The risks presented by shrink-wrap and click-wrap agreements should not be minimized. As with any contract, they must be reviewed and assessed to identify risk. The business can then conduct a cost-benefit analysis to determine whether the risk is warranted and whether that risk can be controlled, at least to some degree, through the use of the mitigation approach discussed above.

This is Part 2 of a 2 -part blog. Click HERE to read Part I.

**Note** Originally published on CSO Online by Michael R. Overly. See original article here.

Michael R. Overly

Michael R. Overly is a partner and intellectual property lawyer with Foley & Lardner LLP where he focuses on drafting and negotiating technology related agreements, software licenses, hardware acquisition, development, disaster recovery, outsourcing agreements, information security agreements, e-commerce agreements, and technology use policies. He counsels clients in the areas of technology acquisition, information security, electronic commerce, and on-line law. Mr. Overly is a member of the Technology Transactions & Outsourcing and Privacy, Security & Information Management Practices.

Mr. Overly is one of the few practicing lawyers who has satisfied the rigorous requirements necessary to obtain the Certified Information System Auditor (CISA), Certified Information Privacy Professional (CIPP), Certified Information Systems Security Professional (CISSP), Information Systems Security Management Professional (ISSMP), Certified Risk and Information System Controls (CRISC) and Certified Outsourcing Professional (COP) certifications.


In 2010 – 2015, The Legal 500 recognized Mr. Overly for his information technology work in the U.S. In 2005, he was selected for inclusion in the Southern California Super Lawyers® list and also was honored by Los Angeles Magazine for this recognition. In addition, Mr. Overly was recognized by Chambers USA for his IT & outsourcing work (2013 – 2016).


Mr. Overly is a graduate of Loyola Law School (J.D., 1989), where he was articles editor of the Loyola Law Review and elected to Order of the Coif, and Texas A&M University (M.S., electrical engineering, 1984; B.S., 1982). He was admitted to the California Bar in 1989.

Professional Memberships

Mr. Overly is chair of the Legal Working Group for the Cloud Standards Customer Council, an end user advocacy group dedicated to accelerating cloud’s successful adoption, and drilling down into the standards, security and interoperability issues surrounding the transition to the cloud. He is also a member of the Computer Security Institute, the Information Systems Security Association, the Computer Law Association, and the International Technology Law Association.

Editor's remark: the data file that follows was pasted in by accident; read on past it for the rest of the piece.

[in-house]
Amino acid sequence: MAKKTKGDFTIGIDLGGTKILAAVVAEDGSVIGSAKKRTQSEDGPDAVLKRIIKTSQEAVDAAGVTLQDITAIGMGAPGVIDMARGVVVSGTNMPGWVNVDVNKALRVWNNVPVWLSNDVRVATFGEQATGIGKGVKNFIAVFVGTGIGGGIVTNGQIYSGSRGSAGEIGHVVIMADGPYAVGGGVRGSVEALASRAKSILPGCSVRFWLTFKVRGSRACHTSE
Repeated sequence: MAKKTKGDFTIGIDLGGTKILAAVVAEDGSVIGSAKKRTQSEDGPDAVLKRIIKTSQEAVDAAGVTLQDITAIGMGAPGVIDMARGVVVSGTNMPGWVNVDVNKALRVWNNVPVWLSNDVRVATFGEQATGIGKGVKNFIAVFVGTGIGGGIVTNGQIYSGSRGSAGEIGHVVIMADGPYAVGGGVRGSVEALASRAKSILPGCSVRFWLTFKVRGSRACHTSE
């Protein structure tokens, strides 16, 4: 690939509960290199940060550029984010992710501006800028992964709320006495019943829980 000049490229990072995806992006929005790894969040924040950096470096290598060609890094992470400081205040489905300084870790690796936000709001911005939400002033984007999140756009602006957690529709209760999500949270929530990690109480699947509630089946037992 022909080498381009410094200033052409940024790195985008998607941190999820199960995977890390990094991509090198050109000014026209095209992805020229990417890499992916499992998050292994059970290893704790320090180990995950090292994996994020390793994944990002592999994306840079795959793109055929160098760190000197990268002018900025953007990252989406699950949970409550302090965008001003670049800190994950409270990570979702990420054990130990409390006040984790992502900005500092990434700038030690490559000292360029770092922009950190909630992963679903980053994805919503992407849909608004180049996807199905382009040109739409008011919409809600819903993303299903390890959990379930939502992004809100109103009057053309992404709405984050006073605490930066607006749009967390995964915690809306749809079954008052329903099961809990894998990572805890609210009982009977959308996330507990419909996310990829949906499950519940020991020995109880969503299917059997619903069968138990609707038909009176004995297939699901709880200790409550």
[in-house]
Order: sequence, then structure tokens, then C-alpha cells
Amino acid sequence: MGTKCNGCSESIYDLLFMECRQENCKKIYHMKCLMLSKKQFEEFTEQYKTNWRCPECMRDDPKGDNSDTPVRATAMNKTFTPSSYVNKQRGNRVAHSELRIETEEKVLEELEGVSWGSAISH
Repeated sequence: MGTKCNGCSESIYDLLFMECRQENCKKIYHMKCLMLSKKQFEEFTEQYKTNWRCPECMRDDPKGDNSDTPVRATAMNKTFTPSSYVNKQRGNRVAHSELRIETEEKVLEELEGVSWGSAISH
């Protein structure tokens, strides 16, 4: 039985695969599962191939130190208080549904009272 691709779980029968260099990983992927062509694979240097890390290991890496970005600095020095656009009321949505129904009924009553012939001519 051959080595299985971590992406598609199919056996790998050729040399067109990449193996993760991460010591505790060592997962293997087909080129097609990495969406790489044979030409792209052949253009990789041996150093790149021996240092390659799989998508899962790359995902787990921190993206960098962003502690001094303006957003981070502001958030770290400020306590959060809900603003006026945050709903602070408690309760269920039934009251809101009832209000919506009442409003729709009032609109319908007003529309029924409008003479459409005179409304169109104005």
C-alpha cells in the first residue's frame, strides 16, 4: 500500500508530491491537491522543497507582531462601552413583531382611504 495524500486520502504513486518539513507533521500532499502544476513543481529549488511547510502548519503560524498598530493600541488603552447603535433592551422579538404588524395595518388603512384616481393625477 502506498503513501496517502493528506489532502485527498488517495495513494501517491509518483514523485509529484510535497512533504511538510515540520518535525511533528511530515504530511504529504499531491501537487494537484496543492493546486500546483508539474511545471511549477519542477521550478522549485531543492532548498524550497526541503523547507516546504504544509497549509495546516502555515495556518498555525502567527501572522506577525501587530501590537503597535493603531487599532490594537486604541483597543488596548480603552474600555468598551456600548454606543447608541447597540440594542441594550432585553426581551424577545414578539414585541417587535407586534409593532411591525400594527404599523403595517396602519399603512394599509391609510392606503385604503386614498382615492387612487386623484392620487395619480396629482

Thought Leadership

Mr. Overly’s numerous articles and books have been published in the United States, Europe, Korea, and Japan. He has been interviewed by a wide variety of print and broadcast media (e.g., the New York TimesLos Angeles TimesBusiness 2.0NewsweekABCNEWS.com, CNN, and MSNBC) as a nationally recognized expert on technology and security related matters. In addition to conducting seminars in the United States, Norway, Japan, and Malaysia, Mr. Overly has testified before the U.S. Congress regarding online issues.

Selected Publications

  • A Guide to IT Contracting: Checklists, Tools and Techniques (CRC Press; December 2012)
  • The Executive MBA in Information Security (CRC Press 2009)
  • Negotiating Telecommunication Agreements Line-by-Line (Aspatore Press 2005)
  • Software Agreements Line-by-Line (Aspatore Press 2004)
  • The Open Source Handbook (Pike & Fisher 2003)
  • Overly on Electronic Evidence (West Publishing 1998)
  • E-Policy: How to Develop Computer, E-Mail, and Internet Guidelines to Protect Your Company and Its Assets (American Management Association 1998)
  • Document Retention in The Electronic Workplace (Pike & Fisher 2001)

[Disclaimer: The information on this blog or article is provided without any warranty or guarantee, does not provide legal advice to the reader, and does not create an attorney-client relationship with the reader. Any opinions expressed in this blog or article are those only of the author and do not necessarily reflect the views of the author’s law firm or any of the author’s or the law firm’s clients. In some jurisdictions, the contents of this blog or article may be considered Attorney Advertising.]